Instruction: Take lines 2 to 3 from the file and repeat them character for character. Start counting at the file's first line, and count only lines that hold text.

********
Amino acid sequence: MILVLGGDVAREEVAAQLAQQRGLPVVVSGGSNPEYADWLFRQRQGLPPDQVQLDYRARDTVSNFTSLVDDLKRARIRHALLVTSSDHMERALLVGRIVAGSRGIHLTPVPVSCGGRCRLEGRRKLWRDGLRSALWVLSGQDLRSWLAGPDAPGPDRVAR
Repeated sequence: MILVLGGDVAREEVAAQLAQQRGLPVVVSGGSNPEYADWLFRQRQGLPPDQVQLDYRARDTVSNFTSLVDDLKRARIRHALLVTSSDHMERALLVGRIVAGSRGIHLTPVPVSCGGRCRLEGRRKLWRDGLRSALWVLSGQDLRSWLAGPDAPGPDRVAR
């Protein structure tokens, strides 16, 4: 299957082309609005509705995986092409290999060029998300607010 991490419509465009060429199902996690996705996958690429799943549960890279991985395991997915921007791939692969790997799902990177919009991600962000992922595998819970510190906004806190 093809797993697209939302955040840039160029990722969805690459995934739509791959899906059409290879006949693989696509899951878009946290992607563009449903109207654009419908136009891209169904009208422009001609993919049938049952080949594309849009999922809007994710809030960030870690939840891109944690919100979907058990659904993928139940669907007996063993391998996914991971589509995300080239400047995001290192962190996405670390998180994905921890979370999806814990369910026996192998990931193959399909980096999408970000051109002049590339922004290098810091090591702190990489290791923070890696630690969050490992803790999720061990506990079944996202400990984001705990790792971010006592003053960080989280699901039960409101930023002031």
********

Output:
Repeated sequence: MILVLGGDVAREEVAAQLAQQRGLPVVVSGGSNPEYADWLFRQRQGLPPDQVQLDYRARDTVSNFTSLVDDLKRARIRHALLVTSSDHMERALLVGRIVAGSRGIHLTPVPVSCGGRCRLEGRRKLWRDGLRSALWVLSGQDLRSWLAGPDAPGPDRVAR
């Protein structure tokens, strides 16, 4: 299957082309609005509705995986092409290999060029998300607010 991490419509465009060429199902996690996705996958690429799943549960890279991985395991997915921007791939692969790997799902990177919009991600962000992922595998819970510190906004806190 093809797993697209939302955040840039160029990722969805690459995934739509791959899906059409290879006949693989696509899951878009946290992607563009449903109207654009419908136009891209169904009208422009001609993919049938049952080949594309849009999922809007994710809030960030870690939840891109944690919100979907058990659904993928139940669907007996063993391998996914991971589509995300080239400047995001290192962190996405670390998180994905921890979370999806814990369910026996192998990931193959399909980096999408970000051109002049590339922004290098810091090591702190990489290791923070890696630690969050490992803790999720061990506990079944996202400990984001705990790792971010006592003053960080989280699901039960409101930023002031």